The #1 Roadblock Your Teen Can't Avoid

There is no limit to the amount of time and treasure we can invest in enhancing our children's potential. It can feel like there are endless educational and experiential opportunities to be had... because there are. It can also feel as if there's no limit to the expense those opportunities can amass. At the end of the day, we do our best with the means at our disposal to help our children realize their potentials, but as teens reach the cusp of adulthood, the stakes can feel higher. The added pressure to help them "launch" successfully can be overwhelming. 

The thing is, we can become so focused on the "ideal" of what a successful launch might look like or what a particular experience – educational or otherwise – might do to help our teen get to that point, we can completely lose sight of the roadblock that always plants itself in plain sight, smack dab in the middle the road. 

What am I talking about?

Let me share a story. 

A few years ago I was having an initial consult with a mom and her first question was, "Can you help my son get into college?" She went on to explain that he had a 2.1 GPA and a transcript with multiple Ds in core classes but heading into senior year, he'd realized that he did, indeed, want to go to college. John* and I started meeting two weeks before the start of his senior year. He started off by talking about his vision of himself attending college. He wanted to attend a big football school, either the SEC or a Big Ten. He then looked down: "I know that's not really in the cards, you know, because of my grades." 

John's primary roadblock was not his GPA. John's issue was that he had convinced himself that he wasn't capable of doing well in school. He hadn't experienced success since middle school and was therefore resolved that he wasn't capable of academic success in high school. 

I can hear you saying, "Jessie, Jessie, Jessie -- come on, his GPA is a 2.1 going into his senior year. What gives? If his GPA isn't his biggest roadblock, what is?" 

It's the same roadblock every teen faces: the self-limiting belief. In John's case, it just happened to present as a ginormous piece of concrete blocking the road ahead with the acronym "GPA" spray-painted on it. Every teen (and lots of us adults) faces self-limiting beliefs in various forms on a regular basis. Self-limiting beliefs know no bounds and can become ever-present.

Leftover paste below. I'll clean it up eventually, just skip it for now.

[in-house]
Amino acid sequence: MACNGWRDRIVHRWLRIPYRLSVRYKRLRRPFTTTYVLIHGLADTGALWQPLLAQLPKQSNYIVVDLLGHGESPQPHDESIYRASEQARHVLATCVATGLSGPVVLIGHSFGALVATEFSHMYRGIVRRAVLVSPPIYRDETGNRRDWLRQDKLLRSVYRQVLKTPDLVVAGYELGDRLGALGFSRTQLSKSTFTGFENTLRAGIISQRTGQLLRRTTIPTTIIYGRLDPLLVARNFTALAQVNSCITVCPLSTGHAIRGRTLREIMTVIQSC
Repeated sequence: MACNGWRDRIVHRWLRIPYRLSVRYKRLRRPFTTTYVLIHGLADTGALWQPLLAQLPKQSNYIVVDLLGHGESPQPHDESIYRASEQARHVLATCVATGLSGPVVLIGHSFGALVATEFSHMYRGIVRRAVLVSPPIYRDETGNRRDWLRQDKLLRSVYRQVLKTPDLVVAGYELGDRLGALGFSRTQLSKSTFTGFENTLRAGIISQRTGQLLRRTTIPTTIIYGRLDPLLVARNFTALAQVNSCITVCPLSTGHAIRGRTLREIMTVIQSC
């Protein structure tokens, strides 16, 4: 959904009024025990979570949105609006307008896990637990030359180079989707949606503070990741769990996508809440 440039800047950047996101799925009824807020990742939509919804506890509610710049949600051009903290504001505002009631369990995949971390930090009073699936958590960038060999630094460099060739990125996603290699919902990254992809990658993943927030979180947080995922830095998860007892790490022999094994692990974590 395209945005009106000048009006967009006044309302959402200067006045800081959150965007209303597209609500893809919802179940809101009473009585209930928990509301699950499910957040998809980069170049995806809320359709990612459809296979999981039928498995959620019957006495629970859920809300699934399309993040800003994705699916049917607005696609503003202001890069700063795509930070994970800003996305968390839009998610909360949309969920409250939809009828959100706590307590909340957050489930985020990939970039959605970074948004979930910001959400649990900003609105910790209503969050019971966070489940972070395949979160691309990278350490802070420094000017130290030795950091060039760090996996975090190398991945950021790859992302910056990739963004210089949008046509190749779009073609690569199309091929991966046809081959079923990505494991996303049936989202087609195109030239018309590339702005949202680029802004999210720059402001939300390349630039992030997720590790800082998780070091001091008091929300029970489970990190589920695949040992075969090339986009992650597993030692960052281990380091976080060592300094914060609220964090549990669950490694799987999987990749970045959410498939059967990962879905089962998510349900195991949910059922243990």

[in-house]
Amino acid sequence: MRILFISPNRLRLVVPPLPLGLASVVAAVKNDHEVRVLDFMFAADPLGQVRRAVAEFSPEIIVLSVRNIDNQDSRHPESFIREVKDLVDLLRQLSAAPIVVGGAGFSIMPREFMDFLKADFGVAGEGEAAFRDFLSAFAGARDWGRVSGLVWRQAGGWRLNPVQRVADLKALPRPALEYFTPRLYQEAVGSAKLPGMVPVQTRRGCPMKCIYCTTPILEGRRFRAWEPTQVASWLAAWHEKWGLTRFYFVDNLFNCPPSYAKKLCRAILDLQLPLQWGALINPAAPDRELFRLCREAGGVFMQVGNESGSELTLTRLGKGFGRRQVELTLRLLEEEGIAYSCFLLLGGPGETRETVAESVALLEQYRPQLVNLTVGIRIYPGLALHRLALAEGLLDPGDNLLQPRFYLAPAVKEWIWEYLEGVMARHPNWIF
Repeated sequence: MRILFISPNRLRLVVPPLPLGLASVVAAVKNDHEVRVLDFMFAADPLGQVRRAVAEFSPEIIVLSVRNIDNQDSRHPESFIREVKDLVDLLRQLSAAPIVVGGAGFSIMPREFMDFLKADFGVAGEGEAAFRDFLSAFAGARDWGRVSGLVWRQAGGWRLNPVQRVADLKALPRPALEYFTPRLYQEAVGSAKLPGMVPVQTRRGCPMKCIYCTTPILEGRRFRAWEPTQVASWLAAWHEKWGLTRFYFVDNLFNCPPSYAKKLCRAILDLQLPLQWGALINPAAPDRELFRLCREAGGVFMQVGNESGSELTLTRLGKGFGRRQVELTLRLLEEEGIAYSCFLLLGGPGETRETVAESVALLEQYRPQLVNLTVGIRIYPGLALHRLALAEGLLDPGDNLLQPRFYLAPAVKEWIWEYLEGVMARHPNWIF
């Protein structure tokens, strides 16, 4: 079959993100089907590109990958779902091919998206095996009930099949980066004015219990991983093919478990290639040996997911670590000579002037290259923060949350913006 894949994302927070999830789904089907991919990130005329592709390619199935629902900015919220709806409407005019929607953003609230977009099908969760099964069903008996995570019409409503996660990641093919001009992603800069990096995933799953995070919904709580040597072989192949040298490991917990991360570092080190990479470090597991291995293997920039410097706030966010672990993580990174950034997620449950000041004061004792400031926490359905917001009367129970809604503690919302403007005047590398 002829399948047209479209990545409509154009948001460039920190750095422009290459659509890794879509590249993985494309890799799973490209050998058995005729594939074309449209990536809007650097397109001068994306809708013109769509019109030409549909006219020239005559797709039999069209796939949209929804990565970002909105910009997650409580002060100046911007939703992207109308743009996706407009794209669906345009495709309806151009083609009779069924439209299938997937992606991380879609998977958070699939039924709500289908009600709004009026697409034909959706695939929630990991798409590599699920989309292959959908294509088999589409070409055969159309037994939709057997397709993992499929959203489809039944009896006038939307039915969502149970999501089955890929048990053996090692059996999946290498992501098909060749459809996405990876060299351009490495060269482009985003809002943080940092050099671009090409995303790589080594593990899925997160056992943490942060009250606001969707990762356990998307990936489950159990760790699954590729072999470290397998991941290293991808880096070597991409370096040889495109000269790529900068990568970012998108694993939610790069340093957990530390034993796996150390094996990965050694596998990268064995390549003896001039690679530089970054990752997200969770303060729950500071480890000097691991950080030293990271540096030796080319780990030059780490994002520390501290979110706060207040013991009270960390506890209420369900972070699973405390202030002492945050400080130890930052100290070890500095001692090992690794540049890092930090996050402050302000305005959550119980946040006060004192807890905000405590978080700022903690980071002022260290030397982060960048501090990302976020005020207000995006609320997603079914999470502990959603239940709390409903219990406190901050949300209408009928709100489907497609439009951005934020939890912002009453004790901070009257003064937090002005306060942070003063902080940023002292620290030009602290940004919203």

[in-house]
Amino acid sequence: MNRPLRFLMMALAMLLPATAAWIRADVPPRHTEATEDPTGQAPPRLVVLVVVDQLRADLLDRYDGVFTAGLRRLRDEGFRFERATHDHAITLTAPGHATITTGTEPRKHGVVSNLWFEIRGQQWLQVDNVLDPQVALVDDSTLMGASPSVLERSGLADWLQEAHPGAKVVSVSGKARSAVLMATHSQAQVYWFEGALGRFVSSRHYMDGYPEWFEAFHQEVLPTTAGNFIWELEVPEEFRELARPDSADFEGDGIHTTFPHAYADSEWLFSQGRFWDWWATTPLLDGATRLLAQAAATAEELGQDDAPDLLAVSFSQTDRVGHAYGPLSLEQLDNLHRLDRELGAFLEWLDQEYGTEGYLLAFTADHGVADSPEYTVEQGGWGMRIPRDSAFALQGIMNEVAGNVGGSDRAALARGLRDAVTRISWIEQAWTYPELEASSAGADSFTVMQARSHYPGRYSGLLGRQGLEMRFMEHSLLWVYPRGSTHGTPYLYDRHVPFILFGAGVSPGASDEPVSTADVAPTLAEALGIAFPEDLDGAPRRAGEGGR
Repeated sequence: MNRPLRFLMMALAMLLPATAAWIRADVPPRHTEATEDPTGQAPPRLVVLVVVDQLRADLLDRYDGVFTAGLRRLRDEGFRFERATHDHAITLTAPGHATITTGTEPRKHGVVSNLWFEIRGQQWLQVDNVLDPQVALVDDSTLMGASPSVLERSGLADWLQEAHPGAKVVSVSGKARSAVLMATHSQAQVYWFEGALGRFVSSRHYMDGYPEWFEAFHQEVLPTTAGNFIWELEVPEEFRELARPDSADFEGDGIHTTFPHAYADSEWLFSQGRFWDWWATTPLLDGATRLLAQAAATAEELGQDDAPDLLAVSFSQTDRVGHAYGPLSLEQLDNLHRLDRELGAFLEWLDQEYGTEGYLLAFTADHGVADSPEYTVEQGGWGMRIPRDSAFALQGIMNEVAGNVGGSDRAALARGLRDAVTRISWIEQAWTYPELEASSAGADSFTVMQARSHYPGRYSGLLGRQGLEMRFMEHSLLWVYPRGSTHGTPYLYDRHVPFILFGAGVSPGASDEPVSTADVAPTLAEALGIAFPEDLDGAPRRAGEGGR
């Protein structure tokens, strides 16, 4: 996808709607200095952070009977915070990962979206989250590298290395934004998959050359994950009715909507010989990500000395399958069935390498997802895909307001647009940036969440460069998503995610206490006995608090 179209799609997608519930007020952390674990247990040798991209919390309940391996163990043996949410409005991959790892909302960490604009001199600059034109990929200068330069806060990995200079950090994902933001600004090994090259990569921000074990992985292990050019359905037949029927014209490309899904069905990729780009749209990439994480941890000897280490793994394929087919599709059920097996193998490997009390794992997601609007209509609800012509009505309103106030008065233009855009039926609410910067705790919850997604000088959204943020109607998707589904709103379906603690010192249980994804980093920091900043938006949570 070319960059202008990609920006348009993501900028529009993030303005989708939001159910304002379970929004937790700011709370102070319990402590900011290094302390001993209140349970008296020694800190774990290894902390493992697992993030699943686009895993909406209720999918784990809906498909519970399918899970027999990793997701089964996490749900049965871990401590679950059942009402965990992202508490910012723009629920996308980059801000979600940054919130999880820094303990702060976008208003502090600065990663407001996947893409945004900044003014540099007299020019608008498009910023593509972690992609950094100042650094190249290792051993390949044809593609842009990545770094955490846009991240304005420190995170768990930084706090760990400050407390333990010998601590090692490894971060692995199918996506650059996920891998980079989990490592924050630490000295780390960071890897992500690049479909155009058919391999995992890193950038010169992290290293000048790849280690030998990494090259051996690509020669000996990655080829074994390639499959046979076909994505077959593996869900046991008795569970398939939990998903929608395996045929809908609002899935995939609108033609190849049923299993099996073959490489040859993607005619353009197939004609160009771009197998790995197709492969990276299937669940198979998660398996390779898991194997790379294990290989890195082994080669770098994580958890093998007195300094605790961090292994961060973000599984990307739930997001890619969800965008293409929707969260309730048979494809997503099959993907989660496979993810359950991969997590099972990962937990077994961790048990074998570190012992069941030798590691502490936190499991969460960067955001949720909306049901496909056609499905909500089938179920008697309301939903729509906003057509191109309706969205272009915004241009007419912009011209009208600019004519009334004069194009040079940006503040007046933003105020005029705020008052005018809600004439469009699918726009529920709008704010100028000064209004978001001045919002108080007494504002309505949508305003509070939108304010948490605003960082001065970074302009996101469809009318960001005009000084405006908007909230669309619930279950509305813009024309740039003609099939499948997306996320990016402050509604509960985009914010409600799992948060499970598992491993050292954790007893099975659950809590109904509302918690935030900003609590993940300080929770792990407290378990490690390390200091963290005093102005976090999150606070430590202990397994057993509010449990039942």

To get at the core of the composition of the roadblock, we need to start with fear. What's the fear underneath the false narrative.

John had convinced himself that he was literally incapable of succeeding academically. Telling John that he was capable of succeeding and telling his mom that he could get into and succeed in college might have made them feel better momentarily (I did say these things – it's part of my job) but I knew that at the end of the day, it wouldn't really help either one of them see and then bypass the roadblock. Self-limiting roadblocks are cunning and full of deceit and they lodge themselves deep, often without us even being conscious of what fears they are keeping cloaked.

To help move John forward in a new way, I first had to work with him to identify what he was afraid of. He was afraid of what it said about him that he was doing poorly in school. He was afraid of the opportunities or lack thereof beyond high school. We go deeper: What's at risk if the story driving the roadblock is true? How is that fear serving him?

At the end of our first session, John started in again about how he needed to do better in his classes this year. He was shocked when I held up a hand and said, "John, that's a fine goal but let's not worry about that right now. Right now, I'd suggest doing the following two things. First, go buy a planner. Second, I want you to write the numbers 1-30 on a piece of paper and hang it in a place you will see it. The only thing you need to do is to write down your homework assignments in the planner for the first 30 days of school this year. Each time you write them down – cross off the number on the paper on the wall."  

John was confused but sat up a bit straighter. "That's it?" he asked. 

That's it (for now). Because that was where John was at. Any more would have been too big of a step and would have reinforced his failure habit. 

That spring after a number of deferrals and many, many incremental steps along the way, John got his dream. He was accepted to an SEC school. The acceptance was thrilling for all, but what I found most thrilling was meeting with a John who had found his self-confidence and had vanquished the self-limiting belief that he just wasn't capable. 

Our kids are capable. Your kid is capable. Sometimes they just need a little help getting out of their own way.

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* The student's name has been changed to protect his identity.

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